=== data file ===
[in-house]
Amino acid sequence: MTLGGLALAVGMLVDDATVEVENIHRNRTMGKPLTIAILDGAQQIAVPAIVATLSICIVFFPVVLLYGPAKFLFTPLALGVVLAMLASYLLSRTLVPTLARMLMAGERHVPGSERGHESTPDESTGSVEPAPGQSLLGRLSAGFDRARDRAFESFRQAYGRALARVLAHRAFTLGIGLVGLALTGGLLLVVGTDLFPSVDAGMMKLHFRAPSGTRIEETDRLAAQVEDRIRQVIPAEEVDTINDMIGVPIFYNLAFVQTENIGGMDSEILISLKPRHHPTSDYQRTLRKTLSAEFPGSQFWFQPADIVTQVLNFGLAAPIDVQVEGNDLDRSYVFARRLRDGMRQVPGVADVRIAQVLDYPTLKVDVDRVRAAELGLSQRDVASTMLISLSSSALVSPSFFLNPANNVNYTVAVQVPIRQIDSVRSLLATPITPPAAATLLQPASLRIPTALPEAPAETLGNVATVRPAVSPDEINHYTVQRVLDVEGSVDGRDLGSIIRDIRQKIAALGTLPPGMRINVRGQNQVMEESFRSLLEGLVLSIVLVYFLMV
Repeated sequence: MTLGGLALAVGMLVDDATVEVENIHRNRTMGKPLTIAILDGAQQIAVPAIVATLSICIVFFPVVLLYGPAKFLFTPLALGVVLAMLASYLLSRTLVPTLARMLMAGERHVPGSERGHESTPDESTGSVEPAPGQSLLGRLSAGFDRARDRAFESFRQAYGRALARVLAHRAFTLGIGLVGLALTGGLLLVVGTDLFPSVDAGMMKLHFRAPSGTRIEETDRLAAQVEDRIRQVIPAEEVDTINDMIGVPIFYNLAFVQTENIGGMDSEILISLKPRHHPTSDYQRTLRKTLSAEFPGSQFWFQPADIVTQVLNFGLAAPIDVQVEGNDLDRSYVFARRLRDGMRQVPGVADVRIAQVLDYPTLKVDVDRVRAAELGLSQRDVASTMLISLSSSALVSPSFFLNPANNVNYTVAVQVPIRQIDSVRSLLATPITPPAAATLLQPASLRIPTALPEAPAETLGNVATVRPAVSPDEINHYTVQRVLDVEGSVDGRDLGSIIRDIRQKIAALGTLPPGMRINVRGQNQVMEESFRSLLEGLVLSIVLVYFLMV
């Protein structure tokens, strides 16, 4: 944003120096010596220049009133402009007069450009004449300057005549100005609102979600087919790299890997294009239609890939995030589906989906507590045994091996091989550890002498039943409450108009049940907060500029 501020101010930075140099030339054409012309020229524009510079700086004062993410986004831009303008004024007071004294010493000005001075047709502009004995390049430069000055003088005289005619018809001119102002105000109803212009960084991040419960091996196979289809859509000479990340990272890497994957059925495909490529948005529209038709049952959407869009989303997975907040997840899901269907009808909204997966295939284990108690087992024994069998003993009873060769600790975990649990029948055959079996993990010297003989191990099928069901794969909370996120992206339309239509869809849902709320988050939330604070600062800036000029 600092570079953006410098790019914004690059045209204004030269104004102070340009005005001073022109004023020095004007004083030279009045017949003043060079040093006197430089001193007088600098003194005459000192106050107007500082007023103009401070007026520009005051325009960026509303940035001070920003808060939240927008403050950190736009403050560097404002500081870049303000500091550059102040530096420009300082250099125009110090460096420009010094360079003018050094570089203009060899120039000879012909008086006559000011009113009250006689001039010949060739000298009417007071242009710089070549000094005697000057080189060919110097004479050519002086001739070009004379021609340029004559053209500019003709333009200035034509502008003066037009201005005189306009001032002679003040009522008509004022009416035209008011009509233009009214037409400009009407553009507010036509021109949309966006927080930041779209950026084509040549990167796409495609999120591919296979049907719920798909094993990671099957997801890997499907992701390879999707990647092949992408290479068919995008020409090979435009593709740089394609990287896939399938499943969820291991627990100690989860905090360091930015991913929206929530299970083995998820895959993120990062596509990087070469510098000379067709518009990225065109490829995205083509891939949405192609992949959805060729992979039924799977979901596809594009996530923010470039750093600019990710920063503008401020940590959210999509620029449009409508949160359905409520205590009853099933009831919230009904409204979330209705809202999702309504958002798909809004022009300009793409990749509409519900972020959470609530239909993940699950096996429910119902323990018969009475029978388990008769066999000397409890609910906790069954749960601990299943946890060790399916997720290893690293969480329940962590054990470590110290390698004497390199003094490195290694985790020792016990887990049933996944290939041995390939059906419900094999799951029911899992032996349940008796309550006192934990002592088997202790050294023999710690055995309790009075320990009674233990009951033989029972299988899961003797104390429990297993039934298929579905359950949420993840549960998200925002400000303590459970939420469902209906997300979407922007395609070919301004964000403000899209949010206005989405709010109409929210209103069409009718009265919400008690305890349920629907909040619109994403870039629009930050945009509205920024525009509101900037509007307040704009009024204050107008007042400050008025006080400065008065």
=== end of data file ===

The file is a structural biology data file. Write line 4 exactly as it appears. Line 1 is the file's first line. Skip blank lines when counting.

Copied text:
């Protein structure tokens, strides 16, 4: 944003120096010596220049009133402009007069450009004449300057005549100005609102979600087919790299890997294009239609890939995030589906989906507590045994091996091989550890002498039943409450108009049940907060500029 501020101010930075140099030339054409012309020229524009510079700086004062993410986004831009303008004024007071004294010493000005001075047709502009004995390049430069000055003088005289005619018809001119102002105000109803212009960084991040419960091996196979289809859509000479990340990272890497994957059925495909490529948005529209038709049952959407869009989303997975907040997840899901269907009808909204997966295939284990108690087992024994069998003993009873060769600790975990649990029948055959079996993990010297003989191990099928069901794969909370996120992206339309239509869809849902709320988050939330604070600062800036000029 600092570079953006410098790019914004690059045209204004030269104004102070340009005005001073022109004023020095004007004083030279009045017949003043060079040093006197430089001193007088600098003194005459000192106050107007500082007023103009401070007026520009005051325009960026509303940035001070920003808060939240927008403050950190736009403050560097404002500081870049303000500091550059102040530096420009300082250099125009110090460096420009010094360079003018050094570089203009060899120039000879012909008086006559000011009113009250006689001039010949060739000298009417007071242009710089070549000094005697000057080189060919110097004479050519002086001739070009004379021609340029004559053209500019003709333009200035034509502008003066037009201005005189306009001032002679003040009522008509004022009416035209008011009509233009009214037409400009009407553009507010036509021109949309966006927080930041779209950026084509040549990167796409495609999120591919296979049907719920798909094993990671099957997801890997499907992701390879999707990647092949992408290479068919995008020409090979435009593709740089394609990287896939399938499943969820291991627990100690989860905090360091930015991913929206929530299970083995998820895959993120990062596509990087070469510098000379067709518009990225065109490829995205083509891939949405192609992949959805060729992979039924799977979901596809594009996530923010470039750093600019990710920063503008401020940590959210999509620029449009409508949160359905409520205590009853099933009831919230009904409204979330209705809202999702309504958002798909809004022009300009793409990749509409519900972020959470609530239909993940699950096996429910119902323990018969009475029978388990008769066999000397409890609910906790069954749960601990299943946890060790399916997720290893690293969480329940962590054990470590110290390698004497390199003094490195290694985790020792016990887990049933996944290939041995390939059906419900094999799951029911899992032996349940008796309550006192934990002592088997202790050294023999710690055995309790009075320990009674233990009951033989029972299988899961003797104390429990297993039934298929579905359950949420993840549960998200925002400000303590459970939420469902209906997300979407922007395609070919301004964000403000899209949010206005989405709010109409929210209103069409009718009265919400008690305890349920629907909040619109994403870039629009930050945009509205920024525009509101900037509007307040704009009024204050107008007042400050008025006080400065008065």